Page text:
Friday, June 14th, 2013 at 9:09 am
Imagine a test in which a woman visits a clinic, a sample of blood is acquired from a simple pin prick of her index finger, and within a few minutes the blood is analysed and a definitive diagnosis is made. She either has breast cancer or she does not. So, the question we explore is: Does such a test yet exist?
A year ago, scientists from Imperial College in London published a paper in Cancer Research in which they reported their discovery of a strong association between the risk of breast cancer and a molecular change in a particular white blood cell gene called ATM. Looking for a chemical effect called methylation which switches genes on and off, they analysed blood samples from almost 1400 women — almost half of whom developed breast cancer between 3 and 11 years later. The researchers showed that women with the highest methylation levels in the ATM gene were twice as likely to develop cancer as those with the lowest levels.
Earlier this year, Emanuel Petricoin presented a paper at the Miami Breast Cancer Conference in which he reviewed the development of new blood tests for both the early detection and treatment of breast cancer. One of the approaches that he highlighted was a test based on unique glycoproteins that can be identified by quantitative mass spectrometry of breast tumours. The basic premise is that proteins associated with the tumour find their way into the blood stream, thus serving as a biomarker.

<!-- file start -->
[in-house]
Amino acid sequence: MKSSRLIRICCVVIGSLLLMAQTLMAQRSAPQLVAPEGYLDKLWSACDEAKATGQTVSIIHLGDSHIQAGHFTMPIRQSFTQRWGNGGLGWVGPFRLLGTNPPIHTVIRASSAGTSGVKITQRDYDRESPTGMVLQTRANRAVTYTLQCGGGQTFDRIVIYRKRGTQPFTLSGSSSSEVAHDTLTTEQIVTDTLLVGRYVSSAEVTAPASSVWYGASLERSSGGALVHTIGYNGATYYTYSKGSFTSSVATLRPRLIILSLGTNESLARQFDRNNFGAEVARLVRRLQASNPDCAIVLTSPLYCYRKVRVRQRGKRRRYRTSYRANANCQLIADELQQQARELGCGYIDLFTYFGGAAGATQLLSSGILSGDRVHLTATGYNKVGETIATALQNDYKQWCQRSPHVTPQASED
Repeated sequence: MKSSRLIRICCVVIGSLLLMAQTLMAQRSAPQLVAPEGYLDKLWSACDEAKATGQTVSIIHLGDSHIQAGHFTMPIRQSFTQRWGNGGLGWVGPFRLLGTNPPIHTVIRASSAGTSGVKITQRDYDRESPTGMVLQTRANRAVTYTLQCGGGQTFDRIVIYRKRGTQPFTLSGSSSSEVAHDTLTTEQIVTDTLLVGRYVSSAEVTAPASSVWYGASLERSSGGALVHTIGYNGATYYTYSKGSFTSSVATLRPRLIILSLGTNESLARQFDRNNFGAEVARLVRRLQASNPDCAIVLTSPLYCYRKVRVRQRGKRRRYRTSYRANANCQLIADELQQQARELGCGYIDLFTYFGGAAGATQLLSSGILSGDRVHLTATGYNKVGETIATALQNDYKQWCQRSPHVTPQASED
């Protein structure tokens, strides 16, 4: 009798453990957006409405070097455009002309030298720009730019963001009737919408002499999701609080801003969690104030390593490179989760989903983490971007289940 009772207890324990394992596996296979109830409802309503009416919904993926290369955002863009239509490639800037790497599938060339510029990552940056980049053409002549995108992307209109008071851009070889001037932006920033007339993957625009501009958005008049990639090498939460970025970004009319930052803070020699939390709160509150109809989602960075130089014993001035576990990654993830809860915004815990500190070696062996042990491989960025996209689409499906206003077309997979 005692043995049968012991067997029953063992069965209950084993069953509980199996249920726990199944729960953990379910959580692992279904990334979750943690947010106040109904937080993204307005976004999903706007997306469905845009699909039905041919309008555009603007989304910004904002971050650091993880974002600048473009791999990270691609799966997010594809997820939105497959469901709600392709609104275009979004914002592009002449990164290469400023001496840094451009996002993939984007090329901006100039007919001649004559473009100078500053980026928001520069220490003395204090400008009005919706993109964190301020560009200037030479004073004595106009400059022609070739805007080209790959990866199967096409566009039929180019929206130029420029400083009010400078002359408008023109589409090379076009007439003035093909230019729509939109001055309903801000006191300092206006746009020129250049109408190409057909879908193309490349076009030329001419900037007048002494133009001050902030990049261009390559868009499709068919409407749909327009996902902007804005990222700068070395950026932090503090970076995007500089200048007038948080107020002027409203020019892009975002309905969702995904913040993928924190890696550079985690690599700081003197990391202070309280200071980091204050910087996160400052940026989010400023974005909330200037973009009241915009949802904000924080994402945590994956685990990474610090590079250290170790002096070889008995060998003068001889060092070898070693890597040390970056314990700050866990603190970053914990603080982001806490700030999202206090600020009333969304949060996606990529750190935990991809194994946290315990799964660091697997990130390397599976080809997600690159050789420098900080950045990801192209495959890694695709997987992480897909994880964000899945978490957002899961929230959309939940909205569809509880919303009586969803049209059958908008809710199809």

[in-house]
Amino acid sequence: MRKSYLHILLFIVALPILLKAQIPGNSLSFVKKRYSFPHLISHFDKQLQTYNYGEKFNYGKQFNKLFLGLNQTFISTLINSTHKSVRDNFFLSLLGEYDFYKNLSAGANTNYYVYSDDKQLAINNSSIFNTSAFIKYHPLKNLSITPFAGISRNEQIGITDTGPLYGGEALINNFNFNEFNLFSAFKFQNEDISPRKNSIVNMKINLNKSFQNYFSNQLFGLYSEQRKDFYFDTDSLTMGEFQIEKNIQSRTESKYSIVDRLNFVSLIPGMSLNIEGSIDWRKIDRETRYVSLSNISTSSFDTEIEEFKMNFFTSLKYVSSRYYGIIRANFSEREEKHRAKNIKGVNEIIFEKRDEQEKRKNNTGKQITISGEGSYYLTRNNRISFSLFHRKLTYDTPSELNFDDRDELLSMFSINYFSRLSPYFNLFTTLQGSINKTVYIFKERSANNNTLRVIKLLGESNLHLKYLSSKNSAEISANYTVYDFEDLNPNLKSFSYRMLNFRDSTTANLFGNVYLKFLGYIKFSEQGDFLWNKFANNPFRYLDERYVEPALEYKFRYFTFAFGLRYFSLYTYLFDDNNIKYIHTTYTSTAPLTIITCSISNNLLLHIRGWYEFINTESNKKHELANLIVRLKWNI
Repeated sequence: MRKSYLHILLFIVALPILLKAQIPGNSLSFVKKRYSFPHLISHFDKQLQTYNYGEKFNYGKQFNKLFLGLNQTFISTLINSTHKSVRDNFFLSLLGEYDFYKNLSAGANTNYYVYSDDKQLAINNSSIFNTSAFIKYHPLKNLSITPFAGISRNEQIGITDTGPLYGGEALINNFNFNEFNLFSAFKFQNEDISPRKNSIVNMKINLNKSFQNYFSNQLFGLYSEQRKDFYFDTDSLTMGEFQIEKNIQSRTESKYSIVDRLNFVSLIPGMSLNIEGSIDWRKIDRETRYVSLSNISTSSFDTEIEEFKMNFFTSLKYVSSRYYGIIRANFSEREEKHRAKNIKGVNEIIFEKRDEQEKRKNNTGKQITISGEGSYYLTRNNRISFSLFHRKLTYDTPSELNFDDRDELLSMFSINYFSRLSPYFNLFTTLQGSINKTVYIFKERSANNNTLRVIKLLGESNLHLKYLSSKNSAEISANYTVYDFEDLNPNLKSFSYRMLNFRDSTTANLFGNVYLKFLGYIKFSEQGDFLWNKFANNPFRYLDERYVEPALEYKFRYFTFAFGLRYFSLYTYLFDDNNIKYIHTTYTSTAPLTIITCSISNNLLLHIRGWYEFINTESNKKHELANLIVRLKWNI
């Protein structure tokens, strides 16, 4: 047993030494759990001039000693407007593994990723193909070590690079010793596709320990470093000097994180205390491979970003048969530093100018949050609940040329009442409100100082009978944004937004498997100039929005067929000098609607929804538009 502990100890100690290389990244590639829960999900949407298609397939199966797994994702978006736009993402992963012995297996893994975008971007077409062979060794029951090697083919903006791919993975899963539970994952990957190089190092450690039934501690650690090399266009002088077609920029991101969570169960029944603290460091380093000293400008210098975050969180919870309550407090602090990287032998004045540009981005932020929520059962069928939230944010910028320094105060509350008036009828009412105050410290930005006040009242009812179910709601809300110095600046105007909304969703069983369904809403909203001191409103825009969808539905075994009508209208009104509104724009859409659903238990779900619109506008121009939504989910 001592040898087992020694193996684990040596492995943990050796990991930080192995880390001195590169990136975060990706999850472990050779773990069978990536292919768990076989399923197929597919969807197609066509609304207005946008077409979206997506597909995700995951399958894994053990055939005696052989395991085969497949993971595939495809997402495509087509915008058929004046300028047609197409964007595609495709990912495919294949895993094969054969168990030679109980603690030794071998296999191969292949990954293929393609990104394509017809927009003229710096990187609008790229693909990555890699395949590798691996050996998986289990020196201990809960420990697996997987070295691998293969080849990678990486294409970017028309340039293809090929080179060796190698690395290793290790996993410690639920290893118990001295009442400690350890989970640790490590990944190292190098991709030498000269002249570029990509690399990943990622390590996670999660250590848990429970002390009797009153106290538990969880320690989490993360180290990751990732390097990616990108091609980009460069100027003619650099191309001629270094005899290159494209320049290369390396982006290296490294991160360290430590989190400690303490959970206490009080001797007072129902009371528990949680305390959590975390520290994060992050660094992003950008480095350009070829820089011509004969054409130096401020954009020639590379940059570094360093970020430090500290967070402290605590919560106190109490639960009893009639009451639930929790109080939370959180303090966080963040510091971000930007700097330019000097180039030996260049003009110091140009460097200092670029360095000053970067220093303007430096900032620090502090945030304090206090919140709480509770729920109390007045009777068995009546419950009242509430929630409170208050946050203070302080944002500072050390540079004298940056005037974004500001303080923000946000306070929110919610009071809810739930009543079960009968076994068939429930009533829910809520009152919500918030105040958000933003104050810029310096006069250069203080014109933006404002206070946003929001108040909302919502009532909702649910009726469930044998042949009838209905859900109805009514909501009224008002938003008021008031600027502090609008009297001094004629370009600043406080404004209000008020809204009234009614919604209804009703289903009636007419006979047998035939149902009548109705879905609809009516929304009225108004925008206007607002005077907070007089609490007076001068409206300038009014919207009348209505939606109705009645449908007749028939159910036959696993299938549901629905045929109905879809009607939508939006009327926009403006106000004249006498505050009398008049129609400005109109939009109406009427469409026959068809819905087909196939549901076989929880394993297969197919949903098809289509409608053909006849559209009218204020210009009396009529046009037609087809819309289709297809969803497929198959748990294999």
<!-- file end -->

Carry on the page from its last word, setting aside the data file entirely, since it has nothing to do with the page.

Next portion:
Invasive ductal carcinoma cells. Copyright Carcinogenesis.
Perhaps one of the most promising techniques has been developed by Henri Tiedge at the State University of New York Downstate in Brooklyn. He studied regulatory ribonucleic acids (RNAs) — specifically brain cytoplasmic RNAs — that are important mediators of gene expression in nerve cells. Realising the importance of his work, Tiedge secured a US patent (7,510,832), and subsequently published his groundbreaking findings in Carcinogenesis. The RNA was expressed at high levels in invasive breast carcinomas but was not detectable in normal breast tissue or benign tumours such as fibroadenomas. Tiedge has recently been awarded a $50,000 grant to assist in commercialization of his blood test.
Although breast cancer tests based on biomarkers in the blood stream will soon be available in the clinic, they will not replace diagnostic imaging devices such as our dual-modality Aceso system. To treat a patient with breast cancer successfully, the doctor needs to know exactly where the lesion is located.